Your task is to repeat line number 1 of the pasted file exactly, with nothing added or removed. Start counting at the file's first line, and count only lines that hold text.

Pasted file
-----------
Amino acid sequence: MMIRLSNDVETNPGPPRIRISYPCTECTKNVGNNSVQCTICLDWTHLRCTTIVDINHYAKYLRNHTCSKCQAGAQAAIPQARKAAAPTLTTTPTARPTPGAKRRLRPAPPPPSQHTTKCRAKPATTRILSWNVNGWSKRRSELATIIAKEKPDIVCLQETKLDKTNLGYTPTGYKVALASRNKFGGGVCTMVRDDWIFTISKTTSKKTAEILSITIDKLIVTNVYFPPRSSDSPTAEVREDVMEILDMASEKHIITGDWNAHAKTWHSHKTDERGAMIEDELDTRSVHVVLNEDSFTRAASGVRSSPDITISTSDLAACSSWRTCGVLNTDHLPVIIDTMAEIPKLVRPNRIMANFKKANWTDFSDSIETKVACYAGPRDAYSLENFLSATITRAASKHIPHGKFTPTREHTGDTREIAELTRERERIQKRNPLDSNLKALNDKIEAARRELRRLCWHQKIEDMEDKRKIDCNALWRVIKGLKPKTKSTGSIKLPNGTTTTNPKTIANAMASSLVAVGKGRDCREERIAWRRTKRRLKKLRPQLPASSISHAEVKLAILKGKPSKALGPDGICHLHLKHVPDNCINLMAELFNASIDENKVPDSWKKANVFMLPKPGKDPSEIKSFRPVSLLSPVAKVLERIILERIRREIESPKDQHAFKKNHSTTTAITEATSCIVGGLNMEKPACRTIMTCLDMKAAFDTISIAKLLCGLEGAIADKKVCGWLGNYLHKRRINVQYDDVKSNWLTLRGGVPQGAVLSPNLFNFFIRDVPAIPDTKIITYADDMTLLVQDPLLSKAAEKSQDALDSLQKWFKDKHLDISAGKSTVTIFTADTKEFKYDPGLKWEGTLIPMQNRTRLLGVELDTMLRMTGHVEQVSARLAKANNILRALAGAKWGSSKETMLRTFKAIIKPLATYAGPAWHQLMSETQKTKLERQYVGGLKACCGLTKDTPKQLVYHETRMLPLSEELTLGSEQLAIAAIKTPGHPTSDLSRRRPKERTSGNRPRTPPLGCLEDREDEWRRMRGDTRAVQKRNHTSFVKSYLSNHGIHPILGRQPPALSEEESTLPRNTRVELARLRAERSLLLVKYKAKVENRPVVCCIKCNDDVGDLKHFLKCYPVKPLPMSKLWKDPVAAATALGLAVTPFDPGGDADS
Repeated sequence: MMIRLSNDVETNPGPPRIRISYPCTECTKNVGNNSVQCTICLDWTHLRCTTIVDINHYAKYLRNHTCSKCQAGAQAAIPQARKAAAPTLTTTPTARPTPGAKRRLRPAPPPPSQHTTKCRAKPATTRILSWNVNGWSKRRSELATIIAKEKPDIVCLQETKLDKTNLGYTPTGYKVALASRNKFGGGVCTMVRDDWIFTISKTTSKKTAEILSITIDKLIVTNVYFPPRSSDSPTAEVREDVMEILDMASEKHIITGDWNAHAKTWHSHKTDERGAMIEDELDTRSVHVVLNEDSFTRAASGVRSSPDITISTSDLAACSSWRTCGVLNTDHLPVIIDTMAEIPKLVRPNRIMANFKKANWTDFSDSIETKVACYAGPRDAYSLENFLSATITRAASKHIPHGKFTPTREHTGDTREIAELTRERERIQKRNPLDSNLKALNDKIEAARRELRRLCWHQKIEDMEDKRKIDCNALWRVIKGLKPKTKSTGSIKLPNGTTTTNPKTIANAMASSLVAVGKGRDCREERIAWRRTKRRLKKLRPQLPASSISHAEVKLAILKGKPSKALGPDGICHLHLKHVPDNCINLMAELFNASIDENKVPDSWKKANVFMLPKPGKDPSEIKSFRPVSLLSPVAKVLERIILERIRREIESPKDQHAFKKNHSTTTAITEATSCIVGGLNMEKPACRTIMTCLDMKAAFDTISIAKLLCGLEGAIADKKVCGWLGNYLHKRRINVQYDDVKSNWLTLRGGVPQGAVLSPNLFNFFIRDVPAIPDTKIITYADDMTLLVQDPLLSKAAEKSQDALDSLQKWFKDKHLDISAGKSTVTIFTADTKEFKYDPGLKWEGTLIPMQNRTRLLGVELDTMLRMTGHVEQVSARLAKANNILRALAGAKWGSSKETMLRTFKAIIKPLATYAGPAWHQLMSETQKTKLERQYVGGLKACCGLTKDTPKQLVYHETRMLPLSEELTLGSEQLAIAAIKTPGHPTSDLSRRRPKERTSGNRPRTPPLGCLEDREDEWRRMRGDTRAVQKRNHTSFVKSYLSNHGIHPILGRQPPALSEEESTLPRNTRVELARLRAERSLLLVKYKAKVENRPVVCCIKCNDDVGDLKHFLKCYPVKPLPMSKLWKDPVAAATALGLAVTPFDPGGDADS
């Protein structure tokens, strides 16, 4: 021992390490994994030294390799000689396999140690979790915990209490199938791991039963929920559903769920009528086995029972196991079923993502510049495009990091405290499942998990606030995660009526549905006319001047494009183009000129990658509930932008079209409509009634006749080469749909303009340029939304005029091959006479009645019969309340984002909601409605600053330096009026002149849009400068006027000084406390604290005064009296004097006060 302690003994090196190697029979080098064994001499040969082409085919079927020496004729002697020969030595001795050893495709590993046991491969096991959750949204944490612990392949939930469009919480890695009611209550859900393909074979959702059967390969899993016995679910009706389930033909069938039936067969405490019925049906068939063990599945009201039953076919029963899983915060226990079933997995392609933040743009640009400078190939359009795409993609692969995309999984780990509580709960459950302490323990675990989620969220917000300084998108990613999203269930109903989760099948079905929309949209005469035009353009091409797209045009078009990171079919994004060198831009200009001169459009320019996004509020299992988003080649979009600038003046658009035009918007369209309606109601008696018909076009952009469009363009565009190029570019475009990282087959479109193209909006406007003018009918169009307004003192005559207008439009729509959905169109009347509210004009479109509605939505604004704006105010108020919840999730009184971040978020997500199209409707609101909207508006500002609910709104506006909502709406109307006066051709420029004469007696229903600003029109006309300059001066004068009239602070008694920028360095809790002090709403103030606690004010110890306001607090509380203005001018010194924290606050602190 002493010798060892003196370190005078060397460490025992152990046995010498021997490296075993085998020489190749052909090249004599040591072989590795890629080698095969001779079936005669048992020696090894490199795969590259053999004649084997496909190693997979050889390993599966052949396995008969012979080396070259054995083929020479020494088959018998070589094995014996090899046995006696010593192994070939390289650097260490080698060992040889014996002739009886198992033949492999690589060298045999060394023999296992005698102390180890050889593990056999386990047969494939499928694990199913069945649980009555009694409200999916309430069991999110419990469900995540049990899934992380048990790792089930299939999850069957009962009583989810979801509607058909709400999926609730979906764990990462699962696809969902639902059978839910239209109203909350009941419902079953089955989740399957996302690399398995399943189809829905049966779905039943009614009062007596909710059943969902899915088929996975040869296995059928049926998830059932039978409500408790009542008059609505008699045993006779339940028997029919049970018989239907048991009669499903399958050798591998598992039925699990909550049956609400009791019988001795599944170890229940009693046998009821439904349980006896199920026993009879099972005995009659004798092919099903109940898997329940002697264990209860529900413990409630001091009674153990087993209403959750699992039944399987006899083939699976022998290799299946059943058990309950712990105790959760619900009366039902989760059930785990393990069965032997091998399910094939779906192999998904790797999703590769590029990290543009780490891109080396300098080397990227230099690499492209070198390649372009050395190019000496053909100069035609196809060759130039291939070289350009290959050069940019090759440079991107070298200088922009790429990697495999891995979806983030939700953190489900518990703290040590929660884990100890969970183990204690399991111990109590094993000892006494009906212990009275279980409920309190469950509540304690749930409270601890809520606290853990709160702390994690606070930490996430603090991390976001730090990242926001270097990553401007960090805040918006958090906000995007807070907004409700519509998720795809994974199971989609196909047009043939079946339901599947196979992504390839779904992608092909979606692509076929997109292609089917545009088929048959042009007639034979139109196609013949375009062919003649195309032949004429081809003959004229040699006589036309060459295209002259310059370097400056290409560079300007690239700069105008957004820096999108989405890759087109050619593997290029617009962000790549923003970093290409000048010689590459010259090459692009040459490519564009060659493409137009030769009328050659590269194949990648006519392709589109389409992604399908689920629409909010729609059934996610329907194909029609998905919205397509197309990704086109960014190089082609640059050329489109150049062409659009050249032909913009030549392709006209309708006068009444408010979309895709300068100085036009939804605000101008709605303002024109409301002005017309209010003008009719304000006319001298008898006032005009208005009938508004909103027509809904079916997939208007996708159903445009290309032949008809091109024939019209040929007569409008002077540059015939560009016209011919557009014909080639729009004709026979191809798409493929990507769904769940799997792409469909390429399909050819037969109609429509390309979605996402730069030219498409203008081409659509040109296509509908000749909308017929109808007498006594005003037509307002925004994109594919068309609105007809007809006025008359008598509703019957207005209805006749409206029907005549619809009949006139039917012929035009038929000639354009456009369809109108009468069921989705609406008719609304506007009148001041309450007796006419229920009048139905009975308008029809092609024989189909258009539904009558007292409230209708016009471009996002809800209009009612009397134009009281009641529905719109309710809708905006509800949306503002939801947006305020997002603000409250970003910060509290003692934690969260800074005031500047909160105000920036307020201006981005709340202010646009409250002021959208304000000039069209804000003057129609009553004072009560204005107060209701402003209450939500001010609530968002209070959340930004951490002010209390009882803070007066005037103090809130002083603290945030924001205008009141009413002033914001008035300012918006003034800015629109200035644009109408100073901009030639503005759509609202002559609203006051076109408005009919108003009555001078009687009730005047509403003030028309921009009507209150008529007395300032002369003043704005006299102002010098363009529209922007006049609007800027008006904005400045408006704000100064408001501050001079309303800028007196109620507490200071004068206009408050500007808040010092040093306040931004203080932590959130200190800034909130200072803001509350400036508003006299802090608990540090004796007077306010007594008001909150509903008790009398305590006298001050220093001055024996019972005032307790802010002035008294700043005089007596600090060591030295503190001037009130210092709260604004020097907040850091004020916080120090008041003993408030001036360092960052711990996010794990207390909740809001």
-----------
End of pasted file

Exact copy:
Amino acid sequence: MMIRLSNDVETNPGPPRIRISYPCTECTKNVGNNSVQCTICLDWTHLRCTTIVDINHYAKYLRNHTCSKCQAGAQAAIPQARKAAAPTLTTTPTARPTPGAKRRLRPAPPPPSQHTTKCRAKPATTRILSWNVNGWSKRRSELATIIAKEKPDIVCLQETKLDKTNLGYTPTGYKVALASRNKFGGGVCTMVRDDWIFTISKTTSKKTAEILSITIDKLIVTNVYFPPRSSDSPTAEVREDVMEILDMASEKHIITGDWNAHAKTWHSHKTDERGAMIEDELDTRSVHVVLNEDSFTRAASGVRSSPDITISTSDLAACSSWRTCGVLNTDHLPVIIDTMAEIPKLVRPNRIMANFKKANWTDFSDSIETKVACYAGPRDAYSLENFLSATITRAASKHIPHGKFTPTREHTGDTREIAELTRERERIQKRNPLDSNLKALNDKIEAARRELRRLCWHQKIEDMEDKRKIDCNALWRVIKGLKPKTKSTGSIKLPNGTTTTNPKTIANAMASSLVAVGKGRDCREERIAWRRTKRRLKKLRPQLPASSISHAEVKLAILKGKPSKALGPDGICHLHLKHVPDNCINLMAELFNASIDENKVPDSWKKANVFMLPKPGKDPSEIKSFRPVSLLSPVAKVLERIILERIRREIESPKDQHAFKKNHSTTTAITEATSCIVGGLNMEKPACRTIMTCLDMKAAFDTISIAKLLCGLEGAIADKKVCGWLGNYLHKRRINVQYDDVKSNWLTLRGGVPQGAVLSPNLFNFFIRDVPAIPDTKIITYADDMTLLVQDPLLSKAAEKSQDALDSLQKWFKDKHLDISAGKSTVTIFTADTKEFKYDPGLKWEGTLIPMQNRTRLLGVELDTMLRMTGHVEQVSARLAKANNILRALAGAKWGSSKETMLRTFKAIIKPLATYAGPAWHQLMSETQKTKLERQYVGGLKACCGLTKDTPKQLVYHETRMLPLSEELTLGSEQLAIAAIKTPGHPTSDLSRRRPKERTSGNRPRTPPLGCLEDREDEWRRMRGDTRAVQKRNHTSFVKSYLSNHGIHPILGRQPPALSEEESTLPRNTRVELARLRAERSLLLVKYKAKVENRPVVCCIKCNDDVGDLKHFLKCYPVKPLPMSKLWKDPVAAATALGLAVTPFDPGGDADS